iJustine’s popular YouTube video makes AT&T change iPhone bill

August 23, 2007

News:  iJustine is featured in today’s NYT for her video spoofing AT&T’s 300 page bill for iPhone service.  Her video, along with other complaints, caused AT&T to come to its senses and stop sending subscribers bills over several hundred pages.

Analysis: Who in their right mind at AT&T ever thought that a 300 page monthly bill would fly?


VideoEgg clarifies its position on internal ads on YouTube

August 23, 2007

News: Michael Arrington of the Tech Crunch blog has a great post on the market reaction to VideoEgg’s suggestion that YouTube has ripped off VideoEgg’s internal ad technology (for which VE has sought patents). Apparently, a VideoEgg exec has stated (maybe that’s too strong a word?) on the Tech Crunch blog that VE has no plans of stopping others from using internal ad technology with its patents if they are granted.

Analysis: If that’s the case, then YouTube has nothing to worry about in deploying its new internal overlay ad system (unless VE later changes its mind).  I now stand by my original take:  this new ad system is how YouTube will make billions.


Will YouTube users revolt at new internal ads on YouTube?

August 23, 2007

News:  YouTube’s own blog has a post asking people for feedback on the new internal pop-up ads within select partner videos on YouTube (discussion in the prior post below).  A number of the comments seem quite negative, as reported here.  Here’s one YouTuber’s video critique.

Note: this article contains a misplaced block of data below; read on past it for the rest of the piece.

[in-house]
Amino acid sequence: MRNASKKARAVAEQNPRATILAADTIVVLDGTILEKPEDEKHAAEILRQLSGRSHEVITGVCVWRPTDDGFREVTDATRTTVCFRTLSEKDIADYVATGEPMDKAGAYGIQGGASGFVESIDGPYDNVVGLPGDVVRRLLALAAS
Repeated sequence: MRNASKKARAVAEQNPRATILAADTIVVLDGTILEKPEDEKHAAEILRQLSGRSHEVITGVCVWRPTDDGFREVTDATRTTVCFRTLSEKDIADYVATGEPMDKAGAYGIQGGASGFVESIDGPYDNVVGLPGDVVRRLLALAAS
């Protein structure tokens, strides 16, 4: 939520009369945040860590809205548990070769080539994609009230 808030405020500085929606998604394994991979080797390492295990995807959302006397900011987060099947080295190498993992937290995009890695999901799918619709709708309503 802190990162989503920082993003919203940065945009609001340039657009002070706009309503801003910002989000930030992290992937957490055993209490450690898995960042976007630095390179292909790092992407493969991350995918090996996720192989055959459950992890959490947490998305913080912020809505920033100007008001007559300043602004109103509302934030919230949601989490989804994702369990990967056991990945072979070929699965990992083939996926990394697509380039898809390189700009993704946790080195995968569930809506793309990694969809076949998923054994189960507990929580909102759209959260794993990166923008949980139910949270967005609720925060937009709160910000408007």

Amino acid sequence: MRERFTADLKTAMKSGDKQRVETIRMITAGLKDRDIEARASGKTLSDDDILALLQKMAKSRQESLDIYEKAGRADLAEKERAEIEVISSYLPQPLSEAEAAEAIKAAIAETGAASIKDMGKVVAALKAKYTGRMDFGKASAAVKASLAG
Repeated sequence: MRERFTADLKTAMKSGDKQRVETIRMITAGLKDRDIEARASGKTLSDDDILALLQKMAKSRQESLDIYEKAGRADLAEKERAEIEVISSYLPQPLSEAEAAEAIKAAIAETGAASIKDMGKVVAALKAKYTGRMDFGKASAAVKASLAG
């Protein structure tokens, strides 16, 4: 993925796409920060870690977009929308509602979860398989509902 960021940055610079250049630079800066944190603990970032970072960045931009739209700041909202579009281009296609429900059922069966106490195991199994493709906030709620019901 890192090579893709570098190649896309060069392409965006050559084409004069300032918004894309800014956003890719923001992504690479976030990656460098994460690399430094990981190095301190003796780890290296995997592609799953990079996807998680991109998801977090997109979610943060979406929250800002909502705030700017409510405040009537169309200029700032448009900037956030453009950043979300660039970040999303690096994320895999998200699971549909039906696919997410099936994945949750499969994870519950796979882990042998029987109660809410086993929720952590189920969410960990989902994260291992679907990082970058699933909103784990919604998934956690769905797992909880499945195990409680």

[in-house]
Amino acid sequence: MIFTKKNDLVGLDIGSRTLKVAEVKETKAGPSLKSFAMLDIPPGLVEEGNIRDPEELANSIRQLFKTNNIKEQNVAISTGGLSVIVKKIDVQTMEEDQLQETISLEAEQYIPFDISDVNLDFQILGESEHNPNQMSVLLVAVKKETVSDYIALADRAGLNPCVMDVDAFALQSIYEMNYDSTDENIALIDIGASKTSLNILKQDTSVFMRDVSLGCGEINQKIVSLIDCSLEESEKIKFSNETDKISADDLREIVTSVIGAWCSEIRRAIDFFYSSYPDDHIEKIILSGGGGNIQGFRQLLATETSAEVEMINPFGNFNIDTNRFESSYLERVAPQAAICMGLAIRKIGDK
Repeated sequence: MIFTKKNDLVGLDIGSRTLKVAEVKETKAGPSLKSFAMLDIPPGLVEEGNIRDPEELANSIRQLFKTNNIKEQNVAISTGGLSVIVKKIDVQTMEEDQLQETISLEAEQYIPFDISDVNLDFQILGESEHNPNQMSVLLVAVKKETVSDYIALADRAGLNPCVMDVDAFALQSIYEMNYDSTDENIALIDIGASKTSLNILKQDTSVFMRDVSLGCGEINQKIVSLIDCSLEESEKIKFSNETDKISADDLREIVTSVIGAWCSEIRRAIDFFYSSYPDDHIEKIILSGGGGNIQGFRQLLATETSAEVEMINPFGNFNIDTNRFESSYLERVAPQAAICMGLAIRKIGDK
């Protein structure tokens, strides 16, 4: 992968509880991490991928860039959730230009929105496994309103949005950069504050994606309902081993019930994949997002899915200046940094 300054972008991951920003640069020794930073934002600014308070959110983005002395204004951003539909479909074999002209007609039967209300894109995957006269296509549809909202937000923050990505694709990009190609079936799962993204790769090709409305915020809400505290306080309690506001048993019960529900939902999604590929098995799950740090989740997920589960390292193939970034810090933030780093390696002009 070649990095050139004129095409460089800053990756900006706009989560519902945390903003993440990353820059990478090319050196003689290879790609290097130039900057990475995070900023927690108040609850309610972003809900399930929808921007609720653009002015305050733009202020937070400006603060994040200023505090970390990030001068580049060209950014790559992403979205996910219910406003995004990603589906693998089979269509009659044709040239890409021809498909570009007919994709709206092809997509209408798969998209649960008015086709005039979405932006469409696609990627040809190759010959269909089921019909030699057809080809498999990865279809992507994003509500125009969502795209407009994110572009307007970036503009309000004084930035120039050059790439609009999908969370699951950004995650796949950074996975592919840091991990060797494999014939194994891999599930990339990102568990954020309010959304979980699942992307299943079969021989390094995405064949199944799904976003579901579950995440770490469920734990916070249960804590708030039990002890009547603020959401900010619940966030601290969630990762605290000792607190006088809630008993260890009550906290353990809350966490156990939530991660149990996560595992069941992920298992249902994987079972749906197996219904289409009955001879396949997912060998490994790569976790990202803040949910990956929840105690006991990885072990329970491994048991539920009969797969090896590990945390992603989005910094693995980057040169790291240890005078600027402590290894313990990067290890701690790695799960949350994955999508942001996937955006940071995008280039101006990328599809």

Analysis:  Personally, I like the internal ads, especially because, as I understand it, they will be deployed only on partner videos (and not the majority of videos on YouTube).  I don’t find the ads intrusive, and YouTube’s got to find a way to make money.  People can’t expect YouTube to offer everything for free to people, even free of any ads within videos.  The internal ads are much better than pre-roll ads that are so common on commercial sites.  If you watch television, you often see things scrolling on the bottom of the screen (like a news ticker) or watermarks at the corner of the screen.  I usually just ignore those things.   


VideoEgg suggests YouTube’s new internal ads are ripoffs of VideoEgg technology

August 23, 2007

News: As Tech Crunch reported, VideoEgg is blasting YouTube for the new internal overlay ads being deployed on YouTube in the past few months. VideoEgg claims to have developed the technology last year, and even applied for patents on it. Wired has an interview of a VideoEgg exec.

VideoEgg’s internal ads

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YouTube’s internal ads

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bourne-1.jpg

Analysis: OK, the technology of having an internal ad within a video from YouTube looks very similar to the one from VideoEgg (at least currently on its site). Just compare the photos above — they both even have the Bourne Ultimatum ad. I did notice some difference between the ads, though; VideoEgg’s seemed to automatically play by itself at the end, while YouTube’s doesn’t.

Even though the technology is similar, YouTube really has no worry unless that Video Egg successfully obtains patents from the Patent Office for the technology or method used. That’s when you could expect another lawsuit against YouTube. It’s anyone’s guess what the Patent Office will do. Could you imagine, though, if someone tried to patent the use of TV commercials? Sounds a little silly. If a patent is granted to VideoEgg, it could change what I said about YouTube making billions from this new ad system.